Visual Field Testing
A visual field test measures how much ‘side’ vision you have. It is a straightforward test, painless, and does not involve eye drops. Essentially lights are flashed on, and you have to press a button whenever you see the light. Your head is kept still and you have to place your chin on a chin rest. The lights are bright or dim at different stages of the test. Some of the flashes are purely to check you are concentrating. Each eye is tested separately and the entire test takes 15-45 minutes.
Advanced analysis with comprehensive connectivity options validated by more than 30 years of research, design and clinical experience, the Humphrey® Field Analyzer (HFA™) is the accepted standard of care in glaucoma diagnosis and management. With over 65,000 installed units worldwide, the HFA is the premier automated visual field analyzer.
The Lenstar provides state-of-the-art measurements to assist in the pre-operative measurements for cataract surgery. The LS 900 is a non-invasive, non-contact OLCR (optical low-coherence reflectometry) biometer used for obtaining ocular measurements and performing calculations to assist in the determination of the appropriate power and type of IOL (intraocular lens) for implantation after removal of the natural crystalline lens. The LS 900 measures:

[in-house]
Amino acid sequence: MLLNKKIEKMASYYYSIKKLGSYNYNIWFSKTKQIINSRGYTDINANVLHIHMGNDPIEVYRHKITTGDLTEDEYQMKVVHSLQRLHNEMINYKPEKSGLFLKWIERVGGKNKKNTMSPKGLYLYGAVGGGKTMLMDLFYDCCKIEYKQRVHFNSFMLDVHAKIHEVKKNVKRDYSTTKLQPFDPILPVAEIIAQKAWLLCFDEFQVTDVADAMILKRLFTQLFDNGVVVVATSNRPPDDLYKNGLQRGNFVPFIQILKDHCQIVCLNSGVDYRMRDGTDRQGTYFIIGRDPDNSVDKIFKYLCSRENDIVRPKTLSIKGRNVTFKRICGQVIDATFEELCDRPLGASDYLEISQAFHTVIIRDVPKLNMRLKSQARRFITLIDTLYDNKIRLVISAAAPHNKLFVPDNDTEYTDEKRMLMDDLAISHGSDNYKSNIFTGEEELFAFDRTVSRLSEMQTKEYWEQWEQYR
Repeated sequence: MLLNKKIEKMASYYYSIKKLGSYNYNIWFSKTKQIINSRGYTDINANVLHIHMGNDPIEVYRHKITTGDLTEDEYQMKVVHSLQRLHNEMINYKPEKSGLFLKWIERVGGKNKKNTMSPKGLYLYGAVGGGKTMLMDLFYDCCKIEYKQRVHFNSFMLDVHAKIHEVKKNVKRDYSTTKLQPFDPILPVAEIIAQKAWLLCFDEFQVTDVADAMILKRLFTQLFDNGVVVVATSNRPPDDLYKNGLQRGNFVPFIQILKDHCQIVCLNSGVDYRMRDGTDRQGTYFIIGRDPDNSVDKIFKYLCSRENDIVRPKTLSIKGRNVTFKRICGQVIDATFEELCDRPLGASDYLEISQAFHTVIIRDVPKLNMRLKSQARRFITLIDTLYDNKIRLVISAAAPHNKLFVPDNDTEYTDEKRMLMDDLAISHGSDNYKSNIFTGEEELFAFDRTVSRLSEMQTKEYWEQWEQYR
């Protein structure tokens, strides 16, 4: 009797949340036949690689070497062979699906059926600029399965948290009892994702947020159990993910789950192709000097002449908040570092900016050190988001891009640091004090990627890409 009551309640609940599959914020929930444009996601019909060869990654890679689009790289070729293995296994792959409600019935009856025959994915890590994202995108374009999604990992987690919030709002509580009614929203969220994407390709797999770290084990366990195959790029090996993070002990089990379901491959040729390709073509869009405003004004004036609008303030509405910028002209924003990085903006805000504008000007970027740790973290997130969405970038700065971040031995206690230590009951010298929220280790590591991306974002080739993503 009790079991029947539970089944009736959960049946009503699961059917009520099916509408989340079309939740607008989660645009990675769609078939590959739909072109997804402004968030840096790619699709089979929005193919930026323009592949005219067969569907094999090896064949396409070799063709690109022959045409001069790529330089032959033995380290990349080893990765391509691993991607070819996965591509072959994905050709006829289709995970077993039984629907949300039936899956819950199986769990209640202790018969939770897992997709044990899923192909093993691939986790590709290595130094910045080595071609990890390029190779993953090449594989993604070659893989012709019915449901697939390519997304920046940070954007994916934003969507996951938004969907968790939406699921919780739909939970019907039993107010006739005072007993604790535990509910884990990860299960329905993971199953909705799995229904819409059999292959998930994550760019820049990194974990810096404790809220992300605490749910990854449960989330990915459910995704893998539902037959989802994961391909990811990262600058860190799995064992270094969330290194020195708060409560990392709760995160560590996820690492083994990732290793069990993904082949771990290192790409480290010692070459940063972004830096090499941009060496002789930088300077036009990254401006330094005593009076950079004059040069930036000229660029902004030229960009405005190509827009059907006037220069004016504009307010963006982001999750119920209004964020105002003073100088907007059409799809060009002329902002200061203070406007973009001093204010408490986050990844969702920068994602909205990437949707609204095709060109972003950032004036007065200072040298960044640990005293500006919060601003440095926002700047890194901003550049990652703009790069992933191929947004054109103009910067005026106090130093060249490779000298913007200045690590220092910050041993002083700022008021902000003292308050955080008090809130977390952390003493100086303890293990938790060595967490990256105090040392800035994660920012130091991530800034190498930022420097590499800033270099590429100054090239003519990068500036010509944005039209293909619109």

Lenstar provides highly accurate laser optic measurements for every section of the eye −from the cornea to the retina− and is the first optical biometer on the market that can measure the thickness of the crystalline lens. With its integrated Olsen formula and the optional Toric Planner featuring the Barrett Toric Calculator, Lenstar provides the user with latest technology in IOL prediction for any patient. Precise measurement of the entire eye − from cornea to retina − is key to achieving optimal IOL prediction accuracy in surgery. Lenstar is the first optical biometer to provide the surgeon with all the measurements necessary to take full advantage of the latest IOL prediction methods, such as the Barrett and Olsen formulae, now integral to Lenstar.